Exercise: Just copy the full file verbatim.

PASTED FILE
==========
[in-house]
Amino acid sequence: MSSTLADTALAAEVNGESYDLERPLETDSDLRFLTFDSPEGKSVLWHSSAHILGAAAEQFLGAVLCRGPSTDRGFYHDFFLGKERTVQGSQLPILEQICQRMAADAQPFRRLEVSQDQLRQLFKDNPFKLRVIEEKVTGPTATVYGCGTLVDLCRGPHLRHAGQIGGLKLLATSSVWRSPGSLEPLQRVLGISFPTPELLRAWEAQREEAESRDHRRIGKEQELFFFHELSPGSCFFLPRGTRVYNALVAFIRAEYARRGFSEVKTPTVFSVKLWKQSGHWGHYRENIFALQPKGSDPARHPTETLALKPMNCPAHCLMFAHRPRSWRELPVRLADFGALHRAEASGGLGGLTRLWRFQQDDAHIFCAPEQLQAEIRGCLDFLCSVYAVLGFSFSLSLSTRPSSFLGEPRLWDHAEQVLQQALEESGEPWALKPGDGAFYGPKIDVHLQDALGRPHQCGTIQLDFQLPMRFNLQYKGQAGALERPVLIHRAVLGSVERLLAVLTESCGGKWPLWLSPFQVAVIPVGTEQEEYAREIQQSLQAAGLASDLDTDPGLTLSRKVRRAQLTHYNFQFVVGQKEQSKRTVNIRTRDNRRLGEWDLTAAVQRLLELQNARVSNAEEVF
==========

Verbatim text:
[in-house]
Amino acid sequence: MSSTLADTALAAEVNGESYDLERPLETDSDLRFLTFDSPEGKSVLWHSSAHILGAAAEQFLGAVLCRGPSTDRGFYHDFFLGKERTVQGSQLPILEQICQRMAADAQPFRRLEVSQDQLRQLFKDNPFKLRVIEEKVTGPTATVYGCGTLVDLCRGPHLRHAGQIGGLKLLATSSVWRSPGSLEPLQRVLGISFPTPELLRAWEAQREEAESRDHRRIGKEQELFFFHELSPGSCFFLPRGTRVYNALVAFIRAEYARRGFSEVKTPTVFSVKLWKQSGHWGHYRENIFALQPKGSDPARHPTETLALKPMNCPAHCLMFAHRPRSWRELPVRLADFGALHRAEASGGLGGLTRLWRFQQDDAHIFCAPEQLQAEIRGCLDFLCSVYAVLGFSFSLSLSTRPSSFLGEPRLWDHAEQVLQQALEESGEPWALKPGDGAFYGPKIDVHLQDALGRPHQCGTIQLDFQLPMRFNLQYKGQAGALERPVLIHRAVLGSVERLLAVLTESCGGKWPLWLSPFQVAVIPVGTEQEEYAREIQQSLQAAGLASDLDTDPGLTLSRKVRRAQLTHYNFQFVVGQKEQSKRTVNIRTRDNRRLGEWDLTAAVQRLLELQNARVSNAEEVF